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As a first step towards a comprehensive approach, it is important to examine the most common attitudes towards application security testing today: static security testing and dynamic security testing.
Static security testing takes a white-box approach, creating tests based on the known functionality of the application by reviewing the design, architecture, or code, including the many complex paths that data can take as it passes through the application.
Dynamic security testing takes a black-box approach, creating tests based on the expected performance of the application given a particular set of inputs, disregarding internal processing or knowledge of the underlying code.
When it comes to APIs, developers and security teams frequently argue over which of the two methods is most appropriate, with the leading reasoning in favor of each being:
Sorry to ruin the party, but both of these points are only partially true. As a matter of fact, both approaches are necessary to ensure broad coverage and handle a variety of possible scenarios. Especially with the current rise of API-based attacks, you cannot take any chances when it comes to scalability, depth, and frequency.
'Grey-box' API security testing may offer an interesting alternative. Since there’s no user interface, having knowledge of the app’s internal workings (e.g., parameters, return types) can help you efficiently create functional tests that focus on the business logic.
Ideally, combining aspects of API security testing would get you closer to creating a grey-box solution that compensates for the weaknesses of each of these individual approaches. Such business logic approach would intelligently examine results of other test types and can adapt to apply improved tests, either automatically or manually.
There’s growing industry awareness surrounding the need to secure APIs across their lifecycle, placing APIs front and center in your security controls.
To do this, you must find ways to simplify and streamline your organization’s API security testing, integrating and enforcing API security testing standards within the development cycle. This way, along with runtime monitoring, the security team can gain visibility into all known vulnerabilities in one place. As a bonus, taking steps to shift-left API security testing will cut costs and accelerate time to remediation.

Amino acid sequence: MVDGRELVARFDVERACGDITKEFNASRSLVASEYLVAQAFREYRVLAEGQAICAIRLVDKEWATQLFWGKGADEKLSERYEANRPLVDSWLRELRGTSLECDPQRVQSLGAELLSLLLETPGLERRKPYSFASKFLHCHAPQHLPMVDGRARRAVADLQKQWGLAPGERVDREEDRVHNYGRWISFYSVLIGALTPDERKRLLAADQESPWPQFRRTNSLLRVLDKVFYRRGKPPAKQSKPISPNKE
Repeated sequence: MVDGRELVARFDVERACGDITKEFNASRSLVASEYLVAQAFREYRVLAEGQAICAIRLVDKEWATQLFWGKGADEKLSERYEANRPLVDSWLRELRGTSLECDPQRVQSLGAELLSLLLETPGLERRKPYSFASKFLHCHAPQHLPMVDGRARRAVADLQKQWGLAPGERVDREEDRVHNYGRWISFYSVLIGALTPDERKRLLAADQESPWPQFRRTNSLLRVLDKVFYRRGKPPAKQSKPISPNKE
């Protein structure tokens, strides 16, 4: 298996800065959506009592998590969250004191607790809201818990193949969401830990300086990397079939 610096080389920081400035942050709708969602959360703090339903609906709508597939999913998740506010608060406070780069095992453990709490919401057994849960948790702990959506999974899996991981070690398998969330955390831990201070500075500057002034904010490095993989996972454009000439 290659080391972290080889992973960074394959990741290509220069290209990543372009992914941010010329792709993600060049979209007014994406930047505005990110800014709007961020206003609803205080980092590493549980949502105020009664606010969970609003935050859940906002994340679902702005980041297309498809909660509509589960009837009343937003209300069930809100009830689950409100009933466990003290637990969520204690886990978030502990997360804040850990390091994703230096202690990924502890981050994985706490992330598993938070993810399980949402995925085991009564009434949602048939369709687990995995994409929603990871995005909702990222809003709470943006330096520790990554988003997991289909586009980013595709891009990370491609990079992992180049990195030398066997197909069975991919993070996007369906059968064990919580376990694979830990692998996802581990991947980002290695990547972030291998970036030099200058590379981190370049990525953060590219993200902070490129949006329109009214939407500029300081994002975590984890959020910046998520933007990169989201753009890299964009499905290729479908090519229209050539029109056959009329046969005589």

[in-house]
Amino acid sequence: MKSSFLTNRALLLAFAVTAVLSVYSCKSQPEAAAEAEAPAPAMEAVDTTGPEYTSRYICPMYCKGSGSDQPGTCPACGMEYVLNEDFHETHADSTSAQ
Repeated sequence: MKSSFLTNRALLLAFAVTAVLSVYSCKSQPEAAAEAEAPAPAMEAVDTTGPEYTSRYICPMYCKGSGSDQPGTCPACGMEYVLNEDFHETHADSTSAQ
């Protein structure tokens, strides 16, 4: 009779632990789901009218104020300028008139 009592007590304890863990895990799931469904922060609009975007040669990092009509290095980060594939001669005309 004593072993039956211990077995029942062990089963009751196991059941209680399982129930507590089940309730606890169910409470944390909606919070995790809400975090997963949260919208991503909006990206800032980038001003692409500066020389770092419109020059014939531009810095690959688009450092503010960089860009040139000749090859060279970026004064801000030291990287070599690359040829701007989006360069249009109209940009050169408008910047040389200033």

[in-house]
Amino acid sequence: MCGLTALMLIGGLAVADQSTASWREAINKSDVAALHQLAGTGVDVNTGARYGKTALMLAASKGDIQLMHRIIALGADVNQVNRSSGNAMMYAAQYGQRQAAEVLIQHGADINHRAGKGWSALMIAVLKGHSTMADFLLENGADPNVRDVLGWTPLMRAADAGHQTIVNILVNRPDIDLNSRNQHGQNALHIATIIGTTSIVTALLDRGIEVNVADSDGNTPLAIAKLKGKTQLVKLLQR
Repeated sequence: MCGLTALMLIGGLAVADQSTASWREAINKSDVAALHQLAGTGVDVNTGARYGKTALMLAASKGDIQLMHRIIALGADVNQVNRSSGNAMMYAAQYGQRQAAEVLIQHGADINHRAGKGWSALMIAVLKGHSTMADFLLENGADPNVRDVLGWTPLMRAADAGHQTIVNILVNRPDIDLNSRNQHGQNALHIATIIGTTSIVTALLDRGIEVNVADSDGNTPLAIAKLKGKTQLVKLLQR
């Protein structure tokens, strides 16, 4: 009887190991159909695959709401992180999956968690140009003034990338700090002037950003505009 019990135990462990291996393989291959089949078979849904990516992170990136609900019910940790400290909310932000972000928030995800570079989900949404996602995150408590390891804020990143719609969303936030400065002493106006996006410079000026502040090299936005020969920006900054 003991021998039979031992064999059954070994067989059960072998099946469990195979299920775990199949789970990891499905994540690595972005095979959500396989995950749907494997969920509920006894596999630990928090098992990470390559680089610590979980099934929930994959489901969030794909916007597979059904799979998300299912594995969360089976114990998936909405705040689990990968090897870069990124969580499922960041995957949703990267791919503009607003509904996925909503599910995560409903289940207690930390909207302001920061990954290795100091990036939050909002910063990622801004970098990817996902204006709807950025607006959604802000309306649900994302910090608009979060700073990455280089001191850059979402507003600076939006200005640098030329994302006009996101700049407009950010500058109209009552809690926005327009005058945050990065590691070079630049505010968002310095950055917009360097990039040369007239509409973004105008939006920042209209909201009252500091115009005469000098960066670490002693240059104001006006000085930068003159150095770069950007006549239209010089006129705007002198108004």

Moreover, once your testing workflows are automated, you'll also have built-in support for retesting: a cycle of test, remediate, retest, and deploy, keeping your pipeline running smoothly and avoiding bottlenecks altogether.
A business logic approach to API security testing can elevate the maturity of your Full Lifecycle API Security program, and improve your security posture.
However, this modern approach requires a tool that can learn as it goes, improving its performance over time by ingesting runtime data to gain insights into the application’s structure and logic.
This would involve creating an adaptive test engine that can learn as it goes, developing a deeper knowledge of the API’s behavior in order to intelligently reverse-engineer its hidden inner workings. Using runtime data and business logic information, you can enjoy the best of both worlds - the black and white box approach towards enhanced visibility and control with automation.
In addition to their increasing popularity, APIs also create greater vulnerability for web applications. A large number of organizations do not even know what the extent of their APIs and vulnerabilities are. Known and unknown weaknesses can easily be probed by hackers via available APIs.
However, API security testing is often overlooked and handled the same as web applications. Most testing approaches, such as black-box and white-box testing, are not conducive to API testing.
A combination of natural language processing and artificial intelligence (AI) offers a viable "grey box" option that automates, scales, and simplifies the complex process of API security testing.